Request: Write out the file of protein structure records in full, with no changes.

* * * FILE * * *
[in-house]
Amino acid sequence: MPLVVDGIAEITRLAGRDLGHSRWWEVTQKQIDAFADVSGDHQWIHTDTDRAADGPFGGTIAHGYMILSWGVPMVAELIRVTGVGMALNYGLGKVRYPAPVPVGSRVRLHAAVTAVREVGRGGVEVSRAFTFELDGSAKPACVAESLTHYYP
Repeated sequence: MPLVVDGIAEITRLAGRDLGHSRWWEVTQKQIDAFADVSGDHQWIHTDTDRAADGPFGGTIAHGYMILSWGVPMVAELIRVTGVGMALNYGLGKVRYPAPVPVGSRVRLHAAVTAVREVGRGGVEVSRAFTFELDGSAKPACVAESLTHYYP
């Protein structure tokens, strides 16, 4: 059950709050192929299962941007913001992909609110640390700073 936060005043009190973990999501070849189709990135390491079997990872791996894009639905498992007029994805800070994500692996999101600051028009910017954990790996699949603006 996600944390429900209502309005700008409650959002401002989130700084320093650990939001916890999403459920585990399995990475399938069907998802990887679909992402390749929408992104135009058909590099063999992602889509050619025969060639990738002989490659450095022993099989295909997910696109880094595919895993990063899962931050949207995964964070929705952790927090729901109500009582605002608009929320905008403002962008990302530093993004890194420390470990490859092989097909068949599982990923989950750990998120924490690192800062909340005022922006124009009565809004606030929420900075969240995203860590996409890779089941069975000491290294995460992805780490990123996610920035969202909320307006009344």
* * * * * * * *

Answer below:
[in-house]
Amino acid sequence: MPLVVDGIAEITRLAGRDLGHSRWWEVTQKQIDAFADVSGDHQWIHTDTDRAADGPFGGTIAHGYMILSWGVPMVAELIRVTGVGMALNYGLGKVRYPAPVPVGSRVRLHAAVTAVREVGRGGVEVSRAFTFELDGSAKPACVAESLTHYYP
Repeated sequence: MPLVVDGIAEITRLAGRDLGHSRWWEVTQKQIDAFADVSGDHQWIHTDTDRAADGPFGGTIAHGYMILSWGVPMVAELIRVTGVGMALNYGLGKVRYPAPVPVGSRVRLHAAVTAVREVGRGGVEVSRAFTFELDGSAKPACVAESLTHYYP
């Protein structure tokens, strides 16, 4: 059950709050192929299962941007913001992909609110640390700073 936060005043009190973990999501070849189709990135390491079997990872791996894009639905498992007029994805800070994500692996999101600051028009910017954990790996699949603006 996600944390429900209502309005700008409650959002401002989130700084320093650990939001916890999403459920585990399995990475399938069907998802990887679909992402390749929408992104135009058909590099063999992602889509050619025969060639990738002989490659450095022993099989295909997910696109880094595919895993990063899962931050949207995964964070929705952790927090729901109500009582605002608009929320905008403002962008990302530093993004890194420390470990490859092989097909068949599982990923989950750990998120924490690192800062909340005022922006124009009565809004606030929420900075969240995203860590996409890779089941069975000491290294995460992805780490990123996610920035969202909320307006009344």